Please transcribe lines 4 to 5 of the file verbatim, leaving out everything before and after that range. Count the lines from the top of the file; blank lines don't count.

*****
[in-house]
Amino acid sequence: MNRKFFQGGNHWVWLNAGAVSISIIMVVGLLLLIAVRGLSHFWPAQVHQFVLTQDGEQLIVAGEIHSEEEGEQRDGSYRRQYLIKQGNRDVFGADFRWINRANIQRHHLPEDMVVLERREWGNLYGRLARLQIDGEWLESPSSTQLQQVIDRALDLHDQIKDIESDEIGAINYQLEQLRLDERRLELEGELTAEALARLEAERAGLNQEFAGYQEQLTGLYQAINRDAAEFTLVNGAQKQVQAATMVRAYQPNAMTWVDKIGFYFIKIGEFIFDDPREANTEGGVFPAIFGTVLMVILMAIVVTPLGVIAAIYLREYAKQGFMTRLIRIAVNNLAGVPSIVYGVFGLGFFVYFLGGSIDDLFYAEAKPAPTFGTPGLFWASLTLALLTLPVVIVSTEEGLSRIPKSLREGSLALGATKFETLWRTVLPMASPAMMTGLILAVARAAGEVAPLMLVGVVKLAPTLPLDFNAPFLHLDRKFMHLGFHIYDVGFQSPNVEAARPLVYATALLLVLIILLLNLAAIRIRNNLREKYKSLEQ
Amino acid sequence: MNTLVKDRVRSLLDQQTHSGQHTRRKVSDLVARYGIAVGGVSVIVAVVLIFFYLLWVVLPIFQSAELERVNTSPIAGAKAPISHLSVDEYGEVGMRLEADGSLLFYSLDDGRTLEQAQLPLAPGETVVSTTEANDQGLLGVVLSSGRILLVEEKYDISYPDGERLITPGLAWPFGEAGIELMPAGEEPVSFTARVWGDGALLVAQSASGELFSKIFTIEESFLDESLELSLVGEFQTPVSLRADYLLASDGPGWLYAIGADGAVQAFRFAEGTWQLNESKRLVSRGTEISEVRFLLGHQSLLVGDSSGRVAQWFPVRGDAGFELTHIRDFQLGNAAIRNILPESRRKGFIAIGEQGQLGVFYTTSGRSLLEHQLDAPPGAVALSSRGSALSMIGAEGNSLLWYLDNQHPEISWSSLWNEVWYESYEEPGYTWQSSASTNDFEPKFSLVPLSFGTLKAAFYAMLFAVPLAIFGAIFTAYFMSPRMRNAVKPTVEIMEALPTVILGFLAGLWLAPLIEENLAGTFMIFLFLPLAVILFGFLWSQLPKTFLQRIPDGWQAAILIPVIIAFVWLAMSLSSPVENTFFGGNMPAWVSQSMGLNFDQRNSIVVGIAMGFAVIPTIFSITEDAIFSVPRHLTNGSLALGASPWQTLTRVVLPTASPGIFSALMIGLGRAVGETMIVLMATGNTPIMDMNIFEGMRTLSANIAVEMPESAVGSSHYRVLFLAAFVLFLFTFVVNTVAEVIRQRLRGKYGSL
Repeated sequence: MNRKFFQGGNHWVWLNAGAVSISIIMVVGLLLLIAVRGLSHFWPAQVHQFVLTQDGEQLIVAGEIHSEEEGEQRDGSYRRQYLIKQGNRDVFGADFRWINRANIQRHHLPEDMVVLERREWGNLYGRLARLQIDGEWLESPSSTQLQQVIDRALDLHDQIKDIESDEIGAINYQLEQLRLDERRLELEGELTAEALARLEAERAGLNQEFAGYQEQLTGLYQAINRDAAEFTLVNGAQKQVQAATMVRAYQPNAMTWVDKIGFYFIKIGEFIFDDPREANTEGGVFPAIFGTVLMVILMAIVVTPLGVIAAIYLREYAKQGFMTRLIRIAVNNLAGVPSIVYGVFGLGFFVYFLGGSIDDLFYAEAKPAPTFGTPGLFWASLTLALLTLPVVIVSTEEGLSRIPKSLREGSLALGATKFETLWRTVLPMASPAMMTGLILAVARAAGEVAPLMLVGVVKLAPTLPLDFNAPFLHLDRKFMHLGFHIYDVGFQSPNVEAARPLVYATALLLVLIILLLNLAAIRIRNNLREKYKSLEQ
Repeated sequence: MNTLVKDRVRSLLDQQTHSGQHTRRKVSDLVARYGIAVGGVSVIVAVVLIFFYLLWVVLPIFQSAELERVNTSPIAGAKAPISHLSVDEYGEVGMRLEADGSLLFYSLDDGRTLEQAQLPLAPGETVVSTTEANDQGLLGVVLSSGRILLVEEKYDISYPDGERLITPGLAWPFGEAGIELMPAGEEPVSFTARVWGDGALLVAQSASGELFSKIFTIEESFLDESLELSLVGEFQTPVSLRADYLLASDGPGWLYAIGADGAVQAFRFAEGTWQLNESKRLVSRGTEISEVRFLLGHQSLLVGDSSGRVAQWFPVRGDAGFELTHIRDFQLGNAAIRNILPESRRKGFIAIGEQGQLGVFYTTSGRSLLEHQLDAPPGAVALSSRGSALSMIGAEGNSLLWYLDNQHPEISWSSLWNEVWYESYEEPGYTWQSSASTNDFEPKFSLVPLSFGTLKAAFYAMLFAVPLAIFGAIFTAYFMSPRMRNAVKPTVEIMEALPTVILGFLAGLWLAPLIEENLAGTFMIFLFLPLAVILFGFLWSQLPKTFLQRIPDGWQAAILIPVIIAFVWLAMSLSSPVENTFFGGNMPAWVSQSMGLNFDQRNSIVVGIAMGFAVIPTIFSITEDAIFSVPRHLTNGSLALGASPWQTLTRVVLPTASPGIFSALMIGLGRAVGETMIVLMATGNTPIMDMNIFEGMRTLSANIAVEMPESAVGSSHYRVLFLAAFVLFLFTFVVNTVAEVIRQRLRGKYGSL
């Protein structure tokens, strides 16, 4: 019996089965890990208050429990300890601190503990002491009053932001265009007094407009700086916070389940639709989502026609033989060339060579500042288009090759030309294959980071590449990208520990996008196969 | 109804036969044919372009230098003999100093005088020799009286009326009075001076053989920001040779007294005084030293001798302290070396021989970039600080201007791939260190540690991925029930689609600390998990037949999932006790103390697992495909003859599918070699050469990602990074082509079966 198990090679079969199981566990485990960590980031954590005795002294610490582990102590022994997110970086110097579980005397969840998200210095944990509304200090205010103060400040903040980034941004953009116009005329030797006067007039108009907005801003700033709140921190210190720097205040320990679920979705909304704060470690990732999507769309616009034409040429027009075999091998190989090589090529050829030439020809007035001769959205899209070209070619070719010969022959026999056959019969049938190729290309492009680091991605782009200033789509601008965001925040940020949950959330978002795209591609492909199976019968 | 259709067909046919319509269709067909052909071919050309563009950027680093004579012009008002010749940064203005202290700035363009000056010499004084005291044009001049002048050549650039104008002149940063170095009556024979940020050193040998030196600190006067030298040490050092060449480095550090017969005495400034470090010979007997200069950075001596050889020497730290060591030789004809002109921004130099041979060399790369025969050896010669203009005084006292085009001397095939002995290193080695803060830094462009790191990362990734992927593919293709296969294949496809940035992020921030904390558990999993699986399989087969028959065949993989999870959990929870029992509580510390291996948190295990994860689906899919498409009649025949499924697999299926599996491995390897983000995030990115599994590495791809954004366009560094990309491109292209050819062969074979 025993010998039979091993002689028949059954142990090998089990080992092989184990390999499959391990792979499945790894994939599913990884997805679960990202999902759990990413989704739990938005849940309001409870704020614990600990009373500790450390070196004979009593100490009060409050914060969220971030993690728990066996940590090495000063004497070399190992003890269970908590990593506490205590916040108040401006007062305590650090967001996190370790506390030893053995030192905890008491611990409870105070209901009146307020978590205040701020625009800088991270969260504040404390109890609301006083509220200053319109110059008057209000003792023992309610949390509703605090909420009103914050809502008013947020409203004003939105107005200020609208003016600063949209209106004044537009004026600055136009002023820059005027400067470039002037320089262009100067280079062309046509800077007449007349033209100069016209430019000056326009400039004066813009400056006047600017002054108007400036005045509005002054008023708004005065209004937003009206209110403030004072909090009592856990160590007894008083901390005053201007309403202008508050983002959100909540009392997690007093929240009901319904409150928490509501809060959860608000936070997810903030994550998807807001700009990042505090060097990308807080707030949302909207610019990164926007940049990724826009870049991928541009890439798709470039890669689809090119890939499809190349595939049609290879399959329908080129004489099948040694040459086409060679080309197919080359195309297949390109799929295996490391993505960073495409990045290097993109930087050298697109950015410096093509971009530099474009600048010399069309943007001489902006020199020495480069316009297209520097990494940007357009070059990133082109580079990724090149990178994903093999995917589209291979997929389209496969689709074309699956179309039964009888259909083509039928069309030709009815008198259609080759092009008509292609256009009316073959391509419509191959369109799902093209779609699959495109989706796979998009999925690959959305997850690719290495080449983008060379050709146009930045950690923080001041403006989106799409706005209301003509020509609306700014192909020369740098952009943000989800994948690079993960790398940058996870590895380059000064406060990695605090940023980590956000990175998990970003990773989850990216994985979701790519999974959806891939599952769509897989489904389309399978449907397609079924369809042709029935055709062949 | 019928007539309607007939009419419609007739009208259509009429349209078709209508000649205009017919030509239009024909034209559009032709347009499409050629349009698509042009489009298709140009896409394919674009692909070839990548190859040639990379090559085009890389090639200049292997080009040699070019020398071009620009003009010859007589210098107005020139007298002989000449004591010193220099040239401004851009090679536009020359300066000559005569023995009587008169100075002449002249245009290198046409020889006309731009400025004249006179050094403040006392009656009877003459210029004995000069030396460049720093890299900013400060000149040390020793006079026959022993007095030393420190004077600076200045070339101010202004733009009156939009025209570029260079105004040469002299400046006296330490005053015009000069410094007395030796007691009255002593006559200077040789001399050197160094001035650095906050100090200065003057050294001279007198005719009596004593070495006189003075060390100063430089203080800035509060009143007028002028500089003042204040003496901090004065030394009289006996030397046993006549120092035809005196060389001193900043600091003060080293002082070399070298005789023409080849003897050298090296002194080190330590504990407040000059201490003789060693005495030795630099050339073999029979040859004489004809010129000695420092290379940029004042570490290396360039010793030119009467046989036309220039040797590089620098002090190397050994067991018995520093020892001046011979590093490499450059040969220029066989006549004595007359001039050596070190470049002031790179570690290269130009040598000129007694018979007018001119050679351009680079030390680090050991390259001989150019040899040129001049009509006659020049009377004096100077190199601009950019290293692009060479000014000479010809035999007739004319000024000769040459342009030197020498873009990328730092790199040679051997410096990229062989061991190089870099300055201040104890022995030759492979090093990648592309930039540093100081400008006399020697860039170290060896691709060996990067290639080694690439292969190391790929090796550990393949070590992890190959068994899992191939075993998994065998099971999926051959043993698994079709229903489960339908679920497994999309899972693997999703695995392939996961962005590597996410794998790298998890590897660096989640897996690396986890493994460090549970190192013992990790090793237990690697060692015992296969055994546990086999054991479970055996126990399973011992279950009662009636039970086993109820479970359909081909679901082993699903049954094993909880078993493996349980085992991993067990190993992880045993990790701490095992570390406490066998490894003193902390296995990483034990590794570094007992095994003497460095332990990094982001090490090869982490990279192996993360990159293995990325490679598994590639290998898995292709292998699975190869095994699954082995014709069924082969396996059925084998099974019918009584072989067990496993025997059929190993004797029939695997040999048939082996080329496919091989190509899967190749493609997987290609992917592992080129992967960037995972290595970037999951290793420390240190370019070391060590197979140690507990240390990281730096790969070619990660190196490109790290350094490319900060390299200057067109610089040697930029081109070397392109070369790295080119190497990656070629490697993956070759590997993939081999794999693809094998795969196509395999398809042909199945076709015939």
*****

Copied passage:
Repeated sequence: MNRKFFQGGNHWVWLNAGAVSISIIMVVGLLLLIAVRGLSHFWPAQVHQFVLTQDGEQLIVAGEIHSEEEGEQRDGSYRRQYLIKQGNRDVFGADFRWINRANIQRHHLPEDMVVLERREWGNLYGRLARLQIDGEWLESPSSTQLQQVIDRALDLHDQIKDIESDEIGAINYQLEQLRLDERRLELEGELTAEALARLEAERAGLNQEFAGYQEQLTGLYQAINRDAAEFTLVNGAQKQVQAATMVRAYQPNAMTWVDKIGFYFIKIGEFIFDDPREANTEGGVFPAIFGTVLMVILMAIVVTPLGVIAAIYLREYAKQGFMTRLIRIAVNNLAGVPSIVYGVFGLGFFVYFLGGSIDDLFYAEAKPAPTFGTPGLFWASLTLALLTLPVVIVSTEEGLSRIPKSLREGSLALGATKFETLWRTVLPMASPAMMTGLILAVARAAGEVAPLMLVGVVKLAPTLPLDFNAPFLHLDRKFMHLGFHIYDVGFQSPNVEAARPLVYATALLLVLIILLLNLAAIRIRNNLREKYKSLEQ
Repeated sequence: MNTLVKDRVRSLLDQQTHSGQHTRRKVSDLVARYGIAVGGVSVIVAVVLIFFYLLWVVLPIFQSAELERVNTSPIAGAKAPISHLSVDEYGEVGMRLEADGSLLFYSLDDGRTLEQAQLPLAPGETVVSTTEANDQGLLGVVLSSGRILLVEEKYDISYPDGERLITPGLAWPFGEAGIELMPAGEEPVSFTARVWGDGALLVAQSASGELFSKIFTIEESFLDESLELSLVGEFQTPVSLRADYLLASDGPGWLYAIGADGAVQAFRFAEGTWQLNESKRLVSRGTEISEVRFLLGHQSLLVGDSSGRVAQWFPVRGDAGFELTHIRDFQLGNAAIRNILPESRRKGFIAIGEQGQLGVFYTTSGRSLLEHQLDAPPGAVALSSRGSALSMIGAEGNSLLWYLDNQHPEISWSSLWNEVWYESYEEPGYTWQSSASTNDFEPKFSLVPLSFGTLKAAFYAMLFAVPLAIFGAIFTAYFMSPRMRNAVKPTVEIMEALPTVILGFLAGLWLAPLIEENLAGTFMIFLFLPLAVILFGFLWSQLPKTFLQRIPDGWQAAILIPVIIAFVWLAMSLSSPVENTFFGGNMPAWVSQSMGLNFDQRNSIVVGIAMGFAVIPTIFSITEDAIFSVPRHLTNGSLALGASPWQTLTRVVLPTASPGIFSALMIGLGRAVGETMIVLMATGNTPIMDMNIFEGMRTLSANIAVEMPESAVGSSHYRVLFLAAFVLFLFTFVVNTVAEVIRQRLRGKYGSL